Cow vetch and hairy vetch (Vicia cracca, Vicia villosa)

dense patch of cow vetch with purple flowers


Cow vetch (also known as bird vetch) and hairy vetch are legumes which have been planted in Minnesota for forage and have escaped and established in roadsides and disturbed sunny areas.



Cow vetch and hairy vetch are annual or short-lived perennial herbaceous plants in the legume (pea) family. Their weak stems grow 2 – 3 feet high and grow over other plants, smothering them. The stem of hairy vetch has spreading hairs.

Leaves and stem

Leaves are alternate (come off the stem one at time at each leaf node) and are composed of leaflets along both sides of a common stalk (pinnately compound). Each leaf has 8 -12 pairs of narrow, oval-shaped, opposite leaflets. The tip of the leaf has a thin tendril that can wrap around other plants or objects. Hairy vetch has hairy stems and leaves while cow vetch has few hairs.


Cow vetch has violet-blue flowers and hairy vetch has flowers that can be violet-blue or can have some white. For both species, the flowers are clustered on one-sided spikes and bloom from May to August.

Seed pods and seeds

Cow vetch and hairy vetch are part of the legume family and produce seed pods that look like pea or bean seed pods. Seed pods are green while maturing and once mature the seed pods of cow vetch are brownish, lance-shaped, and flat while pods of hairy vetch are gray/black to brown and hairy. These numerous, inch-long seed pods contain the seeds themselves.


Both species have taproots that are 1-3 feet long.


Both species are annual or short-lived perennial plants that reproduce by seeds. They grow best on the dry sandy soils of disturbed fields and thickets.

Origin and spread

Cow vetch and hairy vetch are native to Europe and Asia. They have been widely planted in North America as cover crops and as forage species for cattle. Both species are widely distributed in Minnesota.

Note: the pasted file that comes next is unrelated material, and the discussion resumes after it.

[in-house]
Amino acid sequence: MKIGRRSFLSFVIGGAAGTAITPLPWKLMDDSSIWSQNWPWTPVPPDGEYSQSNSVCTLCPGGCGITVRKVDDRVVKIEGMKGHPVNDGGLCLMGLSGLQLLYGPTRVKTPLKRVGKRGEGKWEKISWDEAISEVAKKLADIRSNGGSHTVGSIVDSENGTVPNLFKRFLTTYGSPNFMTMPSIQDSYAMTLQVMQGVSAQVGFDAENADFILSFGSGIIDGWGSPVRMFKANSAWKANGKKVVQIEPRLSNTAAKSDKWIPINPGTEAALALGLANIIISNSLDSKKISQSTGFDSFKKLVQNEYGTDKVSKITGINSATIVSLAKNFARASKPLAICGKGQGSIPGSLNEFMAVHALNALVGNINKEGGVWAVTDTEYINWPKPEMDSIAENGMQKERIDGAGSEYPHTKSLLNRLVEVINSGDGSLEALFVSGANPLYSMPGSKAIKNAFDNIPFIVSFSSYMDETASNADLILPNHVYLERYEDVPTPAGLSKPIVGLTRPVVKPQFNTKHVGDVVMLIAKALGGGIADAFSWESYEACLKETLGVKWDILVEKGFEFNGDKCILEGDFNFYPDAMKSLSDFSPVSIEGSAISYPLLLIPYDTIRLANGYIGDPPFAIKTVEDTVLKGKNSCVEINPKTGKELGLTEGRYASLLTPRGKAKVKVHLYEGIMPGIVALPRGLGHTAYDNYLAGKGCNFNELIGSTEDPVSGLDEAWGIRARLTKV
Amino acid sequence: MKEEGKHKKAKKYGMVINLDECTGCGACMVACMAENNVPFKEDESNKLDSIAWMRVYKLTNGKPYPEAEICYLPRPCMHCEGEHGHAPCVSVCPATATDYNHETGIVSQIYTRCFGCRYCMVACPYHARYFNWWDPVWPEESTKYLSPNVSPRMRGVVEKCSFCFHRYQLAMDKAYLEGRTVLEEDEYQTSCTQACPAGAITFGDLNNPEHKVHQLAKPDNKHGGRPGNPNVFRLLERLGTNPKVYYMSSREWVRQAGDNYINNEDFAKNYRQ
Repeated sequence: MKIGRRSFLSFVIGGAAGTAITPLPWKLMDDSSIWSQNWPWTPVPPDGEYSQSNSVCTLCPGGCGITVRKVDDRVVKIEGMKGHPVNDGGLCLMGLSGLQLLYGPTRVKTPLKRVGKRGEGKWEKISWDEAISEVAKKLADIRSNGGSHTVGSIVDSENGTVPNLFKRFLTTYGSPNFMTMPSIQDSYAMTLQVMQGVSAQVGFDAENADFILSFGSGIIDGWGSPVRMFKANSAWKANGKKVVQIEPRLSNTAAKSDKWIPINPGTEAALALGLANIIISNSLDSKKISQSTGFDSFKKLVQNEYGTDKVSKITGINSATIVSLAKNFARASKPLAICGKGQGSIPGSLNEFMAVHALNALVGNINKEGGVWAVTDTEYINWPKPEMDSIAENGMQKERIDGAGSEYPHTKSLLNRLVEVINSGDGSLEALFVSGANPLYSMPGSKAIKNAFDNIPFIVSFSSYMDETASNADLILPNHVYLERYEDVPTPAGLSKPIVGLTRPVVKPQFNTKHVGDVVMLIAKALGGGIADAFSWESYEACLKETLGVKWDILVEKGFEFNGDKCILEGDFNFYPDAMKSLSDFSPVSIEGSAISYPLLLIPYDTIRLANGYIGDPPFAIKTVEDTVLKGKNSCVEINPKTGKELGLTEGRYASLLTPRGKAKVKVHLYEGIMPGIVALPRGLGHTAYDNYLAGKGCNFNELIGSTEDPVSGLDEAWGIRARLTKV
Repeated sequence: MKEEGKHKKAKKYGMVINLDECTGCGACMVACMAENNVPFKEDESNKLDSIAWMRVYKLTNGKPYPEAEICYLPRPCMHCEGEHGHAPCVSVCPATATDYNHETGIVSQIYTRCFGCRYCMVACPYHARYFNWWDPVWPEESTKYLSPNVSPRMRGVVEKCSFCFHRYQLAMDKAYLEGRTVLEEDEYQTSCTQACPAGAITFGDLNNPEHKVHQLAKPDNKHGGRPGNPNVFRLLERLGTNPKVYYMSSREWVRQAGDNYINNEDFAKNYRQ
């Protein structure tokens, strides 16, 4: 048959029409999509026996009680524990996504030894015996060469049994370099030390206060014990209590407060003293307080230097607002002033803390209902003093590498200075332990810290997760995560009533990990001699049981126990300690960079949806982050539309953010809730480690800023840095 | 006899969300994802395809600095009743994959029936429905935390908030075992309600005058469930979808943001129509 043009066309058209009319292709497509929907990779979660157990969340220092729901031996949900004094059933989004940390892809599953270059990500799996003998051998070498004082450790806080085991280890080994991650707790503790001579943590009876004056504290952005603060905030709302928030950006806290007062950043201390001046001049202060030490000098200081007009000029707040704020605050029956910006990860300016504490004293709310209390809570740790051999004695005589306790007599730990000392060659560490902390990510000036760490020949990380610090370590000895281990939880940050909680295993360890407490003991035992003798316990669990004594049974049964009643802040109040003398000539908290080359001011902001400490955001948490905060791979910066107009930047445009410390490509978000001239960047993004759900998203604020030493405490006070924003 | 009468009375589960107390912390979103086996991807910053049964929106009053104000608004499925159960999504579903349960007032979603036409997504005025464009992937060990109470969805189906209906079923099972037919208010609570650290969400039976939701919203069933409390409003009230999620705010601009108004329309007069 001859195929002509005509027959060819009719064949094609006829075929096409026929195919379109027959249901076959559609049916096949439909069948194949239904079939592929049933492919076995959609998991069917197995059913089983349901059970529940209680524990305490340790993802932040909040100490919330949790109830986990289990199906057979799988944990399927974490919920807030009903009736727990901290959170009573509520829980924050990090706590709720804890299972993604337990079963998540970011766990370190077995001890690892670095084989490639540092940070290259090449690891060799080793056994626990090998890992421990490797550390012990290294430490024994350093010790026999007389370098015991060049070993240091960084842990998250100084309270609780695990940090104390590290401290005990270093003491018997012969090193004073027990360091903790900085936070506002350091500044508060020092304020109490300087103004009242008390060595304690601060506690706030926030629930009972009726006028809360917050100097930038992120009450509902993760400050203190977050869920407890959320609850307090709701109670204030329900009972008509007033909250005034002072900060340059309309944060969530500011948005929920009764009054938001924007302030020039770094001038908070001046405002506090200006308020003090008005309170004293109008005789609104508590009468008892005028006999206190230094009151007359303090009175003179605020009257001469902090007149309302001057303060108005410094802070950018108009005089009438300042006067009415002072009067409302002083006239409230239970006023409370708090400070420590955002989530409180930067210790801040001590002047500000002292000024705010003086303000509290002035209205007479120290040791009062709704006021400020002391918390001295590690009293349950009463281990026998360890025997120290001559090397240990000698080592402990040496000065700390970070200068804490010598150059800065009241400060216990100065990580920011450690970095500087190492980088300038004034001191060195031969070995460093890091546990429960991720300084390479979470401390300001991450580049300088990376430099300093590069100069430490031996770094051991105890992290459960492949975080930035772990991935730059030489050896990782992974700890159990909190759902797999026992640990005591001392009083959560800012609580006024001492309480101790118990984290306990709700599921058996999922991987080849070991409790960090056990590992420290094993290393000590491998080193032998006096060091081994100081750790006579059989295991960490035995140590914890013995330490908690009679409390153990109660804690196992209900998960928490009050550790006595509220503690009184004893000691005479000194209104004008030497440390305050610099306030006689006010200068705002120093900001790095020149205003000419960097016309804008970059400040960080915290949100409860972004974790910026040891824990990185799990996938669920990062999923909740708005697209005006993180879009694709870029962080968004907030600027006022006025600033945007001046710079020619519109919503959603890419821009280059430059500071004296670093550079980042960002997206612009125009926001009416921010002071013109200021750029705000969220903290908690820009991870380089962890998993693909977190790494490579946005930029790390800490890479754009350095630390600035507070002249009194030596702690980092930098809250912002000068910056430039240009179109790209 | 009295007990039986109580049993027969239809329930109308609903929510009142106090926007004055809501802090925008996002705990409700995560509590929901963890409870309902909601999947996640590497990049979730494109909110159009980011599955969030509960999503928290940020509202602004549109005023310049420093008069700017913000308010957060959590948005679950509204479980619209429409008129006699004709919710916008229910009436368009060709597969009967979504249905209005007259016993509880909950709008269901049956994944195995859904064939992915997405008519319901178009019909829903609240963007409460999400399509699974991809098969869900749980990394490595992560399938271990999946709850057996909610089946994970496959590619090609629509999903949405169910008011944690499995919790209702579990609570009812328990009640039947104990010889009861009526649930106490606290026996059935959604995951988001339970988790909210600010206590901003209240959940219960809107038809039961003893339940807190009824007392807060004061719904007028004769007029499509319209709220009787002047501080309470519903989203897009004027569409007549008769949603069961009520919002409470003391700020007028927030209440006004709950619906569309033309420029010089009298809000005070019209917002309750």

Refer to the cow vetch EDDMapS distribution map and the hairy vetch EDDMapS distribution map for current distribution.

Don't be fooled by these look-alikes

  • Crown vetch, Securigera varia (invasive) – crown vetch flowers are clustered at the top of stalks as opposed to the flowers arranged along the stalk on cow and hairy vetch. Crown vetch has a leaflet at the tip of its leaves and does not have tendrils at the tip of its leaves as cow and hairy vetch do.
  • American vetch, Vicia americana (native) – American vetch has a "stipule" where the leaf stalk meets the stem. The stipule on American vetch looks like a small leaf with three points on each side.
  • There are a variety of vetches, peas, and other legumes in Minnesota that have pea shaped flowers and seed pods.
Regulatory classification

Cow vetch and hairy vetch are not regulated.

Threat to Minnesota

Cow vetch and hairy vetch are not thought to be a threat to healthy native prairies at this time, but can be a problem in prairie reconstructions and on disturbed sites.

What you should do

One way that invasive plant seeds and fragments can spread is in soil.  Sometimes plants are planted purposefully. You can prevent the spread of invasive plants.

PlayCleanGo: Stop Invasive Species in Your Tracks

  • REMOVE plants, animals and mud from boots, gear, pets and vehicles.
  • CLEAN your gear before entering and leaving the recreation site.
  • STAY on designated roads and trails.
  • PLANT non-invasive species.
Native Substitutes
Control Methods

Mechanical control can be done by pulling up plants before seeds develop.

Herbicide control can be done using systemic herbicides such as clopyralid. Systemic herbicides are taken up by plants and move within the plant, which can kill leaves, stems, and roots.

Management recommendations for crown vetch in the Minnesota Department of Transportation Noxious Weed booklet may also be effective to control cow vetch and hairy vetch.


These species are unregulated, but you can add to the public information about this species by reporting new occurrences through EDDMapS.


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